Analysis of and the role of an extract of Act I scene IV in Shakespeare's "Hamlet"

Essay by EvilgodeHigh School, 12th grade June 2006

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The extract, which is the ending of the first act, sets the scene for the three next acts. It is the moment when the introduction ends and the main action of the play, the building up of tension aimed towards the tragic ending, begins. This scene carries a lot of importance as it is the scene which determines in a nutshell what is going to happen for the rest of the play. It shows another side of Hamlet's personality and gives the audience a vague hint as to what the morals of the play are.

The extract reveals Hamlet to be a competent young man who gets things done instead of endlessly procrastinating about whether or not he should carry out his duty. He swears to the ghost that he will never forget or cease to take his quest seriously, that he will carry it out as soon as he possibly can.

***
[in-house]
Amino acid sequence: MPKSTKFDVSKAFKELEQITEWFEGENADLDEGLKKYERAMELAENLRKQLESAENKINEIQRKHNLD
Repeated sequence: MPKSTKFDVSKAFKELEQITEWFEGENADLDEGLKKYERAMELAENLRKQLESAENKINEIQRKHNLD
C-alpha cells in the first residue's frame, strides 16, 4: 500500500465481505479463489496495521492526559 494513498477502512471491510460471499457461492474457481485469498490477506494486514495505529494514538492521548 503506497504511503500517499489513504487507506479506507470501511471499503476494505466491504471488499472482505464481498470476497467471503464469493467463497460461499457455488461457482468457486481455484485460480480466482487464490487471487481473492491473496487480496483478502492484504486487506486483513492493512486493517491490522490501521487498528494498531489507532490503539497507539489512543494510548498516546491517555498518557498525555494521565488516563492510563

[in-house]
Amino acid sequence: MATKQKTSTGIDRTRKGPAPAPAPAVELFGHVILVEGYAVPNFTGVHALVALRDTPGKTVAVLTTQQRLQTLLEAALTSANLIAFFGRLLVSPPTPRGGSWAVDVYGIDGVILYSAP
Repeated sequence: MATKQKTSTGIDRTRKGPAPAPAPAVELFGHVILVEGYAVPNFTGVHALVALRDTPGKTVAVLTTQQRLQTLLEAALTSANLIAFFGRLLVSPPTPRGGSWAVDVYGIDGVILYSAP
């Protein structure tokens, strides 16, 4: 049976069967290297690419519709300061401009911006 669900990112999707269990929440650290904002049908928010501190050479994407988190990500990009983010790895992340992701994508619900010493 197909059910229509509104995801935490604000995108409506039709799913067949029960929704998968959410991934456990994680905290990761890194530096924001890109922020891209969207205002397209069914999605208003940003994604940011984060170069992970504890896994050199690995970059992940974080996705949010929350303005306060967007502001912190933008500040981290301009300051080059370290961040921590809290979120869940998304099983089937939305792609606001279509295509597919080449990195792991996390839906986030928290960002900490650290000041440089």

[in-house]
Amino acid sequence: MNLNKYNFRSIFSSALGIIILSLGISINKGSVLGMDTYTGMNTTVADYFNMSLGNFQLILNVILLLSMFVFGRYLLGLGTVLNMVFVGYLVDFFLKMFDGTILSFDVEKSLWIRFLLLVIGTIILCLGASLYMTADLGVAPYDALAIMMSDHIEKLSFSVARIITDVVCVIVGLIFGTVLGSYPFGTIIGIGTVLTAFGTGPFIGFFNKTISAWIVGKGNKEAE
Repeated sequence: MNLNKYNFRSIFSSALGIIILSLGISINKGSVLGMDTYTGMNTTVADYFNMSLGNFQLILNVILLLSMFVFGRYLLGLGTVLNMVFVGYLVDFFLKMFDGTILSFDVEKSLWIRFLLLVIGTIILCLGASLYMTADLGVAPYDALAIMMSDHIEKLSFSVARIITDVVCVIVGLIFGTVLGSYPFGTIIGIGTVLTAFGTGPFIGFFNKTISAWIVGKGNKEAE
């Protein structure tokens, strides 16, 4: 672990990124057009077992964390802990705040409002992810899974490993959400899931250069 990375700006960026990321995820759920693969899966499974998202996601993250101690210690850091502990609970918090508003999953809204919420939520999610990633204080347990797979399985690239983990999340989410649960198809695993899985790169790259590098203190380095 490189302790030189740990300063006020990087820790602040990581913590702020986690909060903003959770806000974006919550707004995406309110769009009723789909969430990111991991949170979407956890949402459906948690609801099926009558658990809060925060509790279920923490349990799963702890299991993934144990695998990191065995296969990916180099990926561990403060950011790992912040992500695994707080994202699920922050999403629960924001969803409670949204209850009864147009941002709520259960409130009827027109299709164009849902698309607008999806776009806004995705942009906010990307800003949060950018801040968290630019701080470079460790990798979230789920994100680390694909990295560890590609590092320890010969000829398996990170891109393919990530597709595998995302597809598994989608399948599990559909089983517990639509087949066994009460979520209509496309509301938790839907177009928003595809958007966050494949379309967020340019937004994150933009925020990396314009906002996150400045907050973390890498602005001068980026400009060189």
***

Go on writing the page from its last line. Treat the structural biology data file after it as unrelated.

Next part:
Hamlet seems to take the entire affair as if his life depended on it, as he makes the other characters in the scene swear by his sword that they will never repeat what he is going to tell them. This was at the time an unbreakable oath. On the other hand, he appears to be a dramatic type of person. He says more than he needs to, and beats around the bush instead of getting straight to the point, as can be seen when he sermons Horatio and Marcellus. This is reminiscent of Polonius' character, of saying what could be said in one sentence in a paragraph. He seems to be infatuated with the idea, still in shock from the news that he received from the ghost. The shock would be all the more profound as he was depressed before the scene in question, it comes as...